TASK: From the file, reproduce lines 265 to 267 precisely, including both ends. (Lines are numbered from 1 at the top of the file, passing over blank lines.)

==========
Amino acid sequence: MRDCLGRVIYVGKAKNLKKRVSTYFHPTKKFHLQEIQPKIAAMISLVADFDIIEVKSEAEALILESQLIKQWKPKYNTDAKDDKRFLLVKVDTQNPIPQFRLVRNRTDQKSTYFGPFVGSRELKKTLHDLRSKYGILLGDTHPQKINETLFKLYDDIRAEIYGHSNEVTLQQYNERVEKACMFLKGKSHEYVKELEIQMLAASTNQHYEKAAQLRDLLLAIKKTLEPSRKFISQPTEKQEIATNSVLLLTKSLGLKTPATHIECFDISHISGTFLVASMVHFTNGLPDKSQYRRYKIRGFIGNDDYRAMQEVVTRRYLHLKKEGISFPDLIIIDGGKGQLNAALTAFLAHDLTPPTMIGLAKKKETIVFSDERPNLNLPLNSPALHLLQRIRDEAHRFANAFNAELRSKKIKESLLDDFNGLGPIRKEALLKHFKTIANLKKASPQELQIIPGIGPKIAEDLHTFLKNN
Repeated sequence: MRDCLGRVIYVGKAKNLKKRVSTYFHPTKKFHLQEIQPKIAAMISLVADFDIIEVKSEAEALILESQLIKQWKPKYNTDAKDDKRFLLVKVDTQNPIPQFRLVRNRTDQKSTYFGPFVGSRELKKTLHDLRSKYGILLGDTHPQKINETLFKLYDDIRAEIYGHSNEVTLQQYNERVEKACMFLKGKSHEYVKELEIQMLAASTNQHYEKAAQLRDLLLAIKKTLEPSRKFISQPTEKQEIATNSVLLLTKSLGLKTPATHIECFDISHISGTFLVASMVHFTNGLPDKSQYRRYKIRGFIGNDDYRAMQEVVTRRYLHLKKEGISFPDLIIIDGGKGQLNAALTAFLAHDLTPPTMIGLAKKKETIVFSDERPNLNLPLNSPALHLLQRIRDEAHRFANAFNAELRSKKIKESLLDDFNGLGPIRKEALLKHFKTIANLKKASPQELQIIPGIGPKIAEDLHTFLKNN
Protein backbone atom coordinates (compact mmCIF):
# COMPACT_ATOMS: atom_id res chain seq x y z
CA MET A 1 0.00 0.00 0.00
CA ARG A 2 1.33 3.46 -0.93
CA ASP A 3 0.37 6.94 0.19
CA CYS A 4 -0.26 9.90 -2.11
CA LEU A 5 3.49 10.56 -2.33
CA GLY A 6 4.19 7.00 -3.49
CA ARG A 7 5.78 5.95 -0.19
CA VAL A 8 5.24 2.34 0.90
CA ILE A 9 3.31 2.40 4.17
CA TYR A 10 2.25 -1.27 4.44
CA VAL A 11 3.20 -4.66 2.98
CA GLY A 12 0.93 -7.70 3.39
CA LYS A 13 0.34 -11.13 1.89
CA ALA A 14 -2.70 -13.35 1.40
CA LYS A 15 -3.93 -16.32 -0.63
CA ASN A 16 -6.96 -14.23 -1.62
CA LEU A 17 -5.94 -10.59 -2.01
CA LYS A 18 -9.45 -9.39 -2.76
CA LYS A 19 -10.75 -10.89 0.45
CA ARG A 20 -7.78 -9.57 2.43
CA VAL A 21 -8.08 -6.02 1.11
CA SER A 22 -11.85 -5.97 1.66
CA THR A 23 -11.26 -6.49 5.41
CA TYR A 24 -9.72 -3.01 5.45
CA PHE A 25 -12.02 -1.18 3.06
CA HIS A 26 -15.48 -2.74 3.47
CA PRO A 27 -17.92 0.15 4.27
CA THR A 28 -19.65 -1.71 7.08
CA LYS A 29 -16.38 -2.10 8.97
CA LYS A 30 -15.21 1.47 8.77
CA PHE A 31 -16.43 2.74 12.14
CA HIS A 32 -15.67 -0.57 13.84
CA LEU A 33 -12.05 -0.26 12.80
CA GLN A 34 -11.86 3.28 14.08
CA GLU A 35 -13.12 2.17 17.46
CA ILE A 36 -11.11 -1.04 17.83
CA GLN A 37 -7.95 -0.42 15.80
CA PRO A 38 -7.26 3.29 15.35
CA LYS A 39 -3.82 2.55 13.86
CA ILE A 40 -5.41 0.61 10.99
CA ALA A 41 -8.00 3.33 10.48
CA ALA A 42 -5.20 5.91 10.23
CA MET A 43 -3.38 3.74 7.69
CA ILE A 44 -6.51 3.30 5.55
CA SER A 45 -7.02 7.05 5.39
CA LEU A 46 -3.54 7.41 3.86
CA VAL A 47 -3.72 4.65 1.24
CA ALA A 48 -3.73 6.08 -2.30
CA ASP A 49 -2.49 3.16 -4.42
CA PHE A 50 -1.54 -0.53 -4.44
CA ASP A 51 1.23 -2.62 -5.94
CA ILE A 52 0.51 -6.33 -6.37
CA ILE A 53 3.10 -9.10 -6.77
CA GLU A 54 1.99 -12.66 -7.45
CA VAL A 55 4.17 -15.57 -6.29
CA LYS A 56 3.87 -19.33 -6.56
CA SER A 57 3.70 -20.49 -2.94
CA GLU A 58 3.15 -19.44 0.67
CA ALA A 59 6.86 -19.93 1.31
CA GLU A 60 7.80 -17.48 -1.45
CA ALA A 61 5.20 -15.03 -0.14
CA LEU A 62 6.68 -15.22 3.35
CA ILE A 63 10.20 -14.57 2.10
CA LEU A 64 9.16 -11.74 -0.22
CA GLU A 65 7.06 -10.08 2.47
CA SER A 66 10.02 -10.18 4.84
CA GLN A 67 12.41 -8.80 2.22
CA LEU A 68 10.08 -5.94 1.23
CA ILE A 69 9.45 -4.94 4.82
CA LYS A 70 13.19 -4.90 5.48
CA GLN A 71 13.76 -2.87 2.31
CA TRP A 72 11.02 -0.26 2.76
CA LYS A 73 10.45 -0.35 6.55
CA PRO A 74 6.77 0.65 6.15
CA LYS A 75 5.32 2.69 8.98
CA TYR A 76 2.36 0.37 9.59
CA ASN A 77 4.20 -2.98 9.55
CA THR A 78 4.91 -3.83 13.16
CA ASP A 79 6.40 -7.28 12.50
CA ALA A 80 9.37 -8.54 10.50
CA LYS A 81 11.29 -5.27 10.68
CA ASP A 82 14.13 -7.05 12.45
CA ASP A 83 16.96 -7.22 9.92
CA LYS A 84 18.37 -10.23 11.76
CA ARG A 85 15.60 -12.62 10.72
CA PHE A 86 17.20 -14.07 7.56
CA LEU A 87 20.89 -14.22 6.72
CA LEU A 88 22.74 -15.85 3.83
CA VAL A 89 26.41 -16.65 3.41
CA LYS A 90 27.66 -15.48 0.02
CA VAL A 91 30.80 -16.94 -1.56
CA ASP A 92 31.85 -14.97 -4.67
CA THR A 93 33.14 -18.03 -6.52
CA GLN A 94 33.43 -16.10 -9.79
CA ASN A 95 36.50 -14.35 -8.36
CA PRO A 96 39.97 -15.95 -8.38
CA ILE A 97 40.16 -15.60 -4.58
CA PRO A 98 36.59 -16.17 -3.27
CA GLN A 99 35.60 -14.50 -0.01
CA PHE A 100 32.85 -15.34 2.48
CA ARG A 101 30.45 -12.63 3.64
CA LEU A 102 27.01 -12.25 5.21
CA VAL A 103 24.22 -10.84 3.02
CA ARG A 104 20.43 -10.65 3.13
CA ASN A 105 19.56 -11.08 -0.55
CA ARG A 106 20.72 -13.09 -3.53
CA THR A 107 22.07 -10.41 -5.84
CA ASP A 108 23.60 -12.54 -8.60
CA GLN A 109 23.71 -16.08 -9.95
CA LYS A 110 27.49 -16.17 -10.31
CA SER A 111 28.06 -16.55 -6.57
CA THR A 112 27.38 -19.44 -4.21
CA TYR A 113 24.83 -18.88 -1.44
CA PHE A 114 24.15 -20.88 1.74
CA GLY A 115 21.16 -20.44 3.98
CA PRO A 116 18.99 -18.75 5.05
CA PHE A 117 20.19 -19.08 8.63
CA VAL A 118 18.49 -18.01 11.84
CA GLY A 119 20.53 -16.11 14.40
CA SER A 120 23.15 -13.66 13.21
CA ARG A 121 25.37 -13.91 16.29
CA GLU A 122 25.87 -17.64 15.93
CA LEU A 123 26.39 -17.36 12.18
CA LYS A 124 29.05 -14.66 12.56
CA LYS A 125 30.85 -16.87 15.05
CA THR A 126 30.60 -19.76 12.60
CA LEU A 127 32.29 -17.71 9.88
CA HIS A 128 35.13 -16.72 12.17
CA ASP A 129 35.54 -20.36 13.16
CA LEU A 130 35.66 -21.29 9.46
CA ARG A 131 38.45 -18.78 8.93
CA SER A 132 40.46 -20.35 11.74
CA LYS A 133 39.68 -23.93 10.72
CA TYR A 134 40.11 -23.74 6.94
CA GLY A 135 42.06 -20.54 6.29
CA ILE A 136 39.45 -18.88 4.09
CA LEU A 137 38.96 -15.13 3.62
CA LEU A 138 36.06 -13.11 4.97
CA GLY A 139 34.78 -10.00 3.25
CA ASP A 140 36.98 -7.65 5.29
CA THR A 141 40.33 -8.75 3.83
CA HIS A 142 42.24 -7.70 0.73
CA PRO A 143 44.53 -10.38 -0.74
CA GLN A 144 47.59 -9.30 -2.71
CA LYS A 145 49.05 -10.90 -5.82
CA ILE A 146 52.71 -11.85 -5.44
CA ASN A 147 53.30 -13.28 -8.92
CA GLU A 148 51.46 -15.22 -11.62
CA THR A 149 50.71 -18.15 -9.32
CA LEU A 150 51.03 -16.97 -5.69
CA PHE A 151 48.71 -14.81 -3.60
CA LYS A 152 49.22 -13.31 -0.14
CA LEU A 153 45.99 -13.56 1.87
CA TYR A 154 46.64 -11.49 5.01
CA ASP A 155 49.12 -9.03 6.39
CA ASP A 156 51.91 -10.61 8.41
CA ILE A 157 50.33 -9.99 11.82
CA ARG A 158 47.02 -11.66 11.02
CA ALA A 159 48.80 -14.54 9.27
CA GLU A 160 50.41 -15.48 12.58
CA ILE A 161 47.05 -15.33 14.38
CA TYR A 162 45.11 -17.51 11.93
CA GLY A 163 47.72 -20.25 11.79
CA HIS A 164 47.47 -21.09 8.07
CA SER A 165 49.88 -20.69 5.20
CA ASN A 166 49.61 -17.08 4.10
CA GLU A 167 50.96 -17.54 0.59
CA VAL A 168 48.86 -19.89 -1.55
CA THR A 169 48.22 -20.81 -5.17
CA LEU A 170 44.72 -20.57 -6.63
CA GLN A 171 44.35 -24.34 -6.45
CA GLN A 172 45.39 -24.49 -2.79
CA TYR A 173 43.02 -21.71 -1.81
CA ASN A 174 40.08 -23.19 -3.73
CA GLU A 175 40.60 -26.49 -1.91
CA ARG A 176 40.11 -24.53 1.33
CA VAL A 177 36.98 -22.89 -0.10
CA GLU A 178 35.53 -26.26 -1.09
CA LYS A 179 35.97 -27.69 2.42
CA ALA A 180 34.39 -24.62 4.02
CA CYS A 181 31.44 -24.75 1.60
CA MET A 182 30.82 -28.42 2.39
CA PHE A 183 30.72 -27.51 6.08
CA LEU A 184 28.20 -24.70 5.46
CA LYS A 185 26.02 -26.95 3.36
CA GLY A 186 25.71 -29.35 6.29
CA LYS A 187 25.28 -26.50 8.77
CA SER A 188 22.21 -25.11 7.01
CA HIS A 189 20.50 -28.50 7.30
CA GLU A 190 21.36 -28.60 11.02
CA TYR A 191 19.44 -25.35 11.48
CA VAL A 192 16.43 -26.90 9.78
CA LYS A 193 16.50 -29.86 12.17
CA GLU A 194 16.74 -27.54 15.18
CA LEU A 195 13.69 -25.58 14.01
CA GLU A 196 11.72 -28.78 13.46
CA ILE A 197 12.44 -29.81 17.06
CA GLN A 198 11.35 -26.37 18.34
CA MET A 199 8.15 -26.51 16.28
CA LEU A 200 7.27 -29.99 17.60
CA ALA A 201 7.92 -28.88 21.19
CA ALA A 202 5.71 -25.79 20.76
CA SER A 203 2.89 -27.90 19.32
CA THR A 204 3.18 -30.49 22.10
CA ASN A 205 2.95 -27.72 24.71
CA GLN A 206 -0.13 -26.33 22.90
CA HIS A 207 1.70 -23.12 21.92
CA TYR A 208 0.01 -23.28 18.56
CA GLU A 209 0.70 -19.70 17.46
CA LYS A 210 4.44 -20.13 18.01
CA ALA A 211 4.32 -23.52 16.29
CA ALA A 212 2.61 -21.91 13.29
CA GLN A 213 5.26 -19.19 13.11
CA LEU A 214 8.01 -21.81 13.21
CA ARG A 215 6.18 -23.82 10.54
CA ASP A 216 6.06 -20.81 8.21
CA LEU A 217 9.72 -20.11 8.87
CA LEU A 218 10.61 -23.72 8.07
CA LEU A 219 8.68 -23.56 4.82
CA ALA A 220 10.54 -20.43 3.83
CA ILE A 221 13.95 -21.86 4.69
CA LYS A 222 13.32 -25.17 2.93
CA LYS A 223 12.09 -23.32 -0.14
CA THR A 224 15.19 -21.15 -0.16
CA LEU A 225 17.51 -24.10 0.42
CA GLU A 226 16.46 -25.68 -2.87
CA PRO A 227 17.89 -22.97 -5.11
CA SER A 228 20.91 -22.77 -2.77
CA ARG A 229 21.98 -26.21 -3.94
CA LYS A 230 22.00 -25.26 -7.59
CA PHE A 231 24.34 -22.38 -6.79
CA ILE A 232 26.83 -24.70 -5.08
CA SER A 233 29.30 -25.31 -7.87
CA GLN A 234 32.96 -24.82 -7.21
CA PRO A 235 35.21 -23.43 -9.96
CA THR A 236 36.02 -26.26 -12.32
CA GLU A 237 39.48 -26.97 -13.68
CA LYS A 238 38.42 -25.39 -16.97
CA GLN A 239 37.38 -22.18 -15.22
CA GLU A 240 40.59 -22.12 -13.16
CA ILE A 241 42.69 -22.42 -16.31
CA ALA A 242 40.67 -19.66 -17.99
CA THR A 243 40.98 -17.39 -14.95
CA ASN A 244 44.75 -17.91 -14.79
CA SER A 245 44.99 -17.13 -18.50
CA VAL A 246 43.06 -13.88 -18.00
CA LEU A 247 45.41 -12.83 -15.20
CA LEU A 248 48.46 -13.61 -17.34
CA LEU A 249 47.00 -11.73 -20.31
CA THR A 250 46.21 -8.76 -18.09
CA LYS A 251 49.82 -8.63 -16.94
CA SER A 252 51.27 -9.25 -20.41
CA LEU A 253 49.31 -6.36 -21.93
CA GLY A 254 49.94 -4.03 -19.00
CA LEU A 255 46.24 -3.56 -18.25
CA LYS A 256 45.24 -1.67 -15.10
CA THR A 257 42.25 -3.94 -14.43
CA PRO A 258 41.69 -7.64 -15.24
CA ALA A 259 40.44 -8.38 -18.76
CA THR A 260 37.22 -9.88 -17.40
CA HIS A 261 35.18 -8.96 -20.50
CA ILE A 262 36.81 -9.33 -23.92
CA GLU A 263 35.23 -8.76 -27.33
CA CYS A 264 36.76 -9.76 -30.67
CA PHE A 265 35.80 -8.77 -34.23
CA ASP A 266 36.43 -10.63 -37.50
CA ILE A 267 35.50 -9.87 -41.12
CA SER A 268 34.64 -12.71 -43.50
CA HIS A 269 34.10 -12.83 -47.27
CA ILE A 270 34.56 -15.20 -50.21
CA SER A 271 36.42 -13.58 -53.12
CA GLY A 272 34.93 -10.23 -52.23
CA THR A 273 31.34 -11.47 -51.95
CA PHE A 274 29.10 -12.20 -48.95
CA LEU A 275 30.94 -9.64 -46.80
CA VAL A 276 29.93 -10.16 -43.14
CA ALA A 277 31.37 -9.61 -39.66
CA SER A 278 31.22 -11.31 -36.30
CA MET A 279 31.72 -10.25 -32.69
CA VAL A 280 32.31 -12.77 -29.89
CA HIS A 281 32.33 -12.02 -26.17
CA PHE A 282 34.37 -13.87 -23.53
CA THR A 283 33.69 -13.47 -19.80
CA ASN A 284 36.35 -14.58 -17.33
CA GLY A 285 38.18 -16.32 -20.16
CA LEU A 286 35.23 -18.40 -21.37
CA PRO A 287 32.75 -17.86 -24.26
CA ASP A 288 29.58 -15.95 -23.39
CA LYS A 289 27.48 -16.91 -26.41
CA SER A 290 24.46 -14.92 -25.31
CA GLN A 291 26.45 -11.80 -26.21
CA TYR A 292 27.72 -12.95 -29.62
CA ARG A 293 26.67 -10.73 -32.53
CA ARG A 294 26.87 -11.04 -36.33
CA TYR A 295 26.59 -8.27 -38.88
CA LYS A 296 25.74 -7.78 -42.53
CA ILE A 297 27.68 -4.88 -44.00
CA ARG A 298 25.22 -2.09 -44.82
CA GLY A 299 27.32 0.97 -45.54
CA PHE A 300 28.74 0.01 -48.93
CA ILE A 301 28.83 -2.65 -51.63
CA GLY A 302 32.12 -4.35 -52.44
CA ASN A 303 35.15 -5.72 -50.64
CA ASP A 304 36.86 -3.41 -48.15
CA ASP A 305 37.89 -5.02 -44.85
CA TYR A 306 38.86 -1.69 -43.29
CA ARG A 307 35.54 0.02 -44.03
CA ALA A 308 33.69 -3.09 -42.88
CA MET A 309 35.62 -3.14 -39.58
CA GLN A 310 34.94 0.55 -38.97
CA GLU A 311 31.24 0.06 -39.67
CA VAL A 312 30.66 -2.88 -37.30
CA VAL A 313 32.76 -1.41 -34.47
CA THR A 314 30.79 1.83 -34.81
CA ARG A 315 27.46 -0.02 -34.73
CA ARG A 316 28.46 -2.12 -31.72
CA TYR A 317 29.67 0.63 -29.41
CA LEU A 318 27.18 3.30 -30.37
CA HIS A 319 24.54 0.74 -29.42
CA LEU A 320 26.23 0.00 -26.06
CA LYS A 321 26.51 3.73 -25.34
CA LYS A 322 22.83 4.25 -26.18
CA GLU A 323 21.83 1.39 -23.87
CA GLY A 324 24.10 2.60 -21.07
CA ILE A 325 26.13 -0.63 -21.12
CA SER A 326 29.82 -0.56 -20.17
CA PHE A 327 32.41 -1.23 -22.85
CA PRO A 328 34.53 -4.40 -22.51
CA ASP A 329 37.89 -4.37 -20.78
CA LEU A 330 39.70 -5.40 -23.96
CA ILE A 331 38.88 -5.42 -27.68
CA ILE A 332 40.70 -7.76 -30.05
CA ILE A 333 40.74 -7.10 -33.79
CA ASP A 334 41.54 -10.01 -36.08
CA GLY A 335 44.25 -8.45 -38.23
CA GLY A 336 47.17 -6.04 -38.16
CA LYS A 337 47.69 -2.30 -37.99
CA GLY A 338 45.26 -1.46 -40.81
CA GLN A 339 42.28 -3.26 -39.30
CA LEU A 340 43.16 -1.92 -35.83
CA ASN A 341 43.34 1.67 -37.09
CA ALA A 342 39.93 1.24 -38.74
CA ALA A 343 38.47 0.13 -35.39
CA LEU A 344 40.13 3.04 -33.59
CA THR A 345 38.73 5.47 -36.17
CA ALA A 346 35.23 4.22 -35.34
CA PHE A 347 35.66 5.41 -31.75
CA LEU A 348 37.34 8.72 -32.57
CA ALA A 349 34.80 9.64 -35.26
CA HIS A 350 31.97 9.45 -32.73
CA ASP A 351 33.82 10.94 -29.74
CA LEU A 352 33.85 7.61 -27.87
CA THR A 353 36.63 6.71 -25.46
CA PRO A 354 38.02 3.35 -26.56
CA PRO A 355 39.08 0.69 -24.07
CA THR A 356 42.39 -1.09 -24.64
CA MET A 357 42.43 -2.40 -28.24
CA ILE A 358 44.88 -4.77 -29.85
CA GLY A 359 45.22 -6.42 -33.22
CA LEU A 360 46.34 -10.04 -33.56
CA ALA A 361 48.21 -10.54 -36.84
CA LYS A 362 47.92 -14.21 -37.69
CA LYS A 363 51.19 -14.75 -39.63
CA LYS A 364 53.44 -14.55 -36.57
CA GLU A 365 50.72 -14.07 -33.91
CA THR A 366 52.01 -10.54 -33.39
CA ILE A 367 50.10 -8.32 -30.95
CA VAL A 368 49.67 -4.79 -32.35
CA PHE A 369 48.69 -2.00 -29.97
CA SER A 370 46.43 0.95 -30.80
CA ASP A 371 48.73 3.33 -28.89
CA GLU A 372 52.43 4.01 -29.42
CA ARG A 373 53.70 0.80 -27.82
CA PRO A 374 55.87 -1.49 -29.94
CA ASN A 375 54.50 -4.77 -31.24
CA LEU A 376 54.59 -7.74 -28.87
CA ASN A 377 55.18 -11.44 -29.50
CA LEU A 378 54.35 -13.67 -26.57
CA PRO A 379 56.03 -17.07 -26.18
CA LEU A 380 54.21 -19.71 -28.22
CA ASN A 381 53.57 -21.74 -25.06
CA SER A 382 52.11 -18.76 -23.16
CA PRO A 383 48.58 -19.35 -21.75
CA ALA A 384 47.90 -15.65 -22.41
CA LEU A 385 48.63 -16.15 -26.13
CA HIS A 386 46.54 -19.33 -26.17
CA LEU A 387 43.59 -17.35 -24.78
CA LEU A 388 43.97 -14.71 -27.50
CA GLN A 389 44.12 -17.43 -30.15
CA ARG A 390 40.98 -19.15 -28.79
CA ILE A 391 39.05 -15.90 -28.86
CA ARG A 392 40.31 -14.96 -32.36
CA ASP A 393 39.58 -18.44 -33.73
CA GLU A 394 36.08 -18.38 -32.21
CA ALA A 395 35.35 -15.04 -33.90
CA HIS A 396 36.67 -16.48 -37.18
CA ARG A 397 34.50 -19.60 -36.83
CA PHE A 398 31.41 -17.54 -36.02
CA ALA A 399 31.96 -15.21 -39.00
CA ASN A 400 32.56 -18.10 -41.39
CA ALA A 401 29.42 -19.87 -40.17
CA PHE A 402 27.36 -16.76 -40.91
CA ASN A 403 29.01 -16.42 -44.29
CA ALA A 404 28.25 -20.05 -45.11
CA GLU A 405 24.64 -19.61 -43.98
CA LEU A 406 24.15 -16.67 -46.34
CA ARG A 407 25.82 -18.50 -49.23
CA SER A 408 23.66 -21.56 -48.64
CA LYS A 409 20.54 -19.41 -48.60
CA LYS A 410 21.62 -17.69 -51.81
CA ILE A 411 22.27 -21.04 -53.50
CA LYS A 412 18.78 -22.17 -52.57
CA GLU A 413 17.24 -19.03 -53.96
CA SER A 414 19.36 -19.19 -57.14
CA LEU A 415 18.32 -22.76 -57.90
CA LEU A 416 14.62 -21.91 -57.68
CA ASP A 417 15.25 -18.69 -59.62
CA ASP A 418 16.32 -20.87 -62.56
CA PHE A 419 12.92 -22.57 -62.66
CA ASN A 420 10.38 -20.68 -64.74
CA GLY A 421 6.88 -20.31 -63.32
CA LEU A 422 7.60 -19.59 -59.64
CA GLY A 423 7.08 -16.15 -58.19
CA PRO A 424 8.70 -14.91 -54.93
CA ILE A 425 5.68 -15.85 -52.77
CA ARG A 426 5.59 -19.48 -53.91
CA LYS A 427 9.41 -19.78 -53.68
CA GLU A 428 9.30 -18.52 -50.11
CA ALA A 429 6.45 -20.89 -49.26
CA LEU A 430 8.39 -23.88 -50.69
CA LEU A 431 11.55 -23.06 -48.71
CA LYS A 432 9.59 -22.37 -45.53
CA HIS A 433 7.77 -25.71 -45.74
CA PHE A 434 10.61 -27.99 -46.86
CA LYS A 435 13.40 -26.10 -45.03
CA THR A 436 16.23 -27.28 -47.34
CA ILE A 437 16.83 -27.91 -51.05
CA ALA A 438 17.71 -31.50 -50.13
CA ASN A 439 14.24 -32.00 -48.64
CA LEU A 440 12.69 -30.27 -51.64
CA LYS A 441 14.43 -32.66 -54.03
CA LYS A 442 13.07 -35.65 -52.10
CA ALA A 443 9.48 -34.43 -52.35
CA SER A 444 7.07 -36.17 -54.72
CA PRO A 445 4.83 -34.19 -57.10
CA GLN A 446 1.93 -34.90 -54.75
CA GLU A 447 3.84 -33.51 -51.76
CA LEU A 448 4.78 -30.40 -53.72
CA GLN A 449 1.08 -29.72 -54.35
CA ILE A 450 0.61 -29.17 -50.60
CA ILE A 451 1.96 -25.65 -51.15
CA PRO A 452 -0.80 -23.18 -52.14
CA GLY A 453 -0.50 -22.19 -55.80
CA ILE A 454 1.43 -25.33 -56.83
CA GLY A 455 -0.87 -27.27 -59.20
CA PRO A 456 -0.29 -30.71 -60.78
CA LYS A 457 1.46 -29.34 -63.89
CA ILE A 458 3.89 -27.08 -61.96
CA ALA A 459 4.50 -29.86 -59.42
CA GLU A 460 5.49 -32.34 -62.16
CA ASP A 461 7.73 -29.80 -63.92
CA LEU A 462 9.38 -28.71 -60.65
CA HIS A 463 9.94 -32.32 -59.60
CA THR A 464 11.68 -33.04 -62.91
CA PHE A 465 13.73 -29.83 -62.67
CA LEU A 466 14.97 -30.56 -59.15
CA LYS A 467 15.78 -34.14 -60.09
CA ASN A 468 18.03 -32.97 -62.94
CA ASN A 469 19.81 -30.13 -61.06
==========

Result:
CA HIS A 261 35.18 -8.96 -20.50
CA ILE A 262 36.81 -9.33 -23.92
CA GLU A 263 35.23 -8.76 -27.33